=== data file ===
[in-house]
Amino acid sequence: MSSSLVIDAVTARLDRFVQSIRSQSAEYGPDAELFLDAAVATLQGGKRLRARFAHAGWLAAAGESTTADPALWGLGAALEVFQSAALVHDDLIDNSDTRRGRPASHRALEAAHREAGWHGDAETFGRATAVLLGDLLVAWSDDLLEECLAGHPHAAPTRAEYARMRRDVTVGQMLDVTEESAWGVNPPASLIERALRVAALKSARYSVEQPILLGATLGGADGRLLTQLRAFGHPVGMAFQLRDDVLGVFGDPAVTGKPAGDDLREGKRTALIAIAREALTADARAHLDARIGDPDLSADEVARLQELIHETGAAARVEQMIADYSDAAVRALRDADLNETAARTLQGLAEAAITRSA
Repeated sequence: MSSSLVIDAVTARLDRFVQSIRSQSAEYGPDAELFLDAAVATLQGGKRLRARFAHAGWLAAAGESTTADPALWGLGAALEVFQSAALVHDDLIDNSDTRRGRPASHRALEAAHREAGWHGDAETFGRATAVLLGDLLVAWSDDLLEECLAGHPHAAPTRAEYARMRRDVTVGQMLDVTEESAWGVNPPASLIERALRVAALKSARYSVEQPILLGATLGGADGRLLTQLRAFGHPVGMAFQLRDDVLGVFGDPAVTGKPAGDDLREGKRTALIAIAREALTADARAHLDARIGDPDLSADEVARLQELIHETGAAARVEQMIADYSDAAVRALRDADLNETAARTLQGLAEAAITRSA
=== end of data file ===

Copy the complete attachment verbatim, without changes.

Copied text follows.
[in-house]
Amino acid sequence: MSSSLVIDAVTARLDRFVQSIRSQSAEYGPDAELFLDAAVATLQGGKRLRARFAHAGWLAAAGESTTADPALWGLGAALEVFQSAALVHDDLIDNSDTRRGRPASHRALEAAHREAGWHGDAETFGRATAVLLGDLLVAWSDDLLEECLAGHPHAAPTRAEYARMRRDVTVGQMLDVTEESAWGVNPPASLIERALRVAALKSARYSVEQPILLGATLGGADGRLLTQLRAFGHPVGMAFQLRDDVLGVFGDPAVTGKPAGDDLREGKRTALIAIAREALTADARAHLDARIGDPDLSADEVARLQELIHETGAAARVEQMIADYSDAAVRALRDADLNETAARTLQGLAEAAITRSA
Repeated sequence: MSSSLVIDAVTARLDRFVQSIRSQSAEYGPDAELFLDAAVATLQGGKRLRARFAHAGWLAAAGESTTADPALWGLGAALEVFQSAALVHDDLIDNSDTRRGRPASHRALEAAHREAGWHGDAETFGRATAVLLGDLLVAWSDDLLEECLAGHPHAAPTRAEYARMRRDVTVGQMLDVTEESAWGVNPPASLIERALRVAALKSARYSVEQPILLGATLGGADGRLLTQLRAFGHPVGMAFQLRDDVLGVFGDPAVTGKPAGDDLREGKRTALIAIAREALTADARAHLDARIGDPDLSADEVARLQELIHETGAAARVEQMIADYSDAAVRALRDADLNETAARTLQGLAEAAITRSA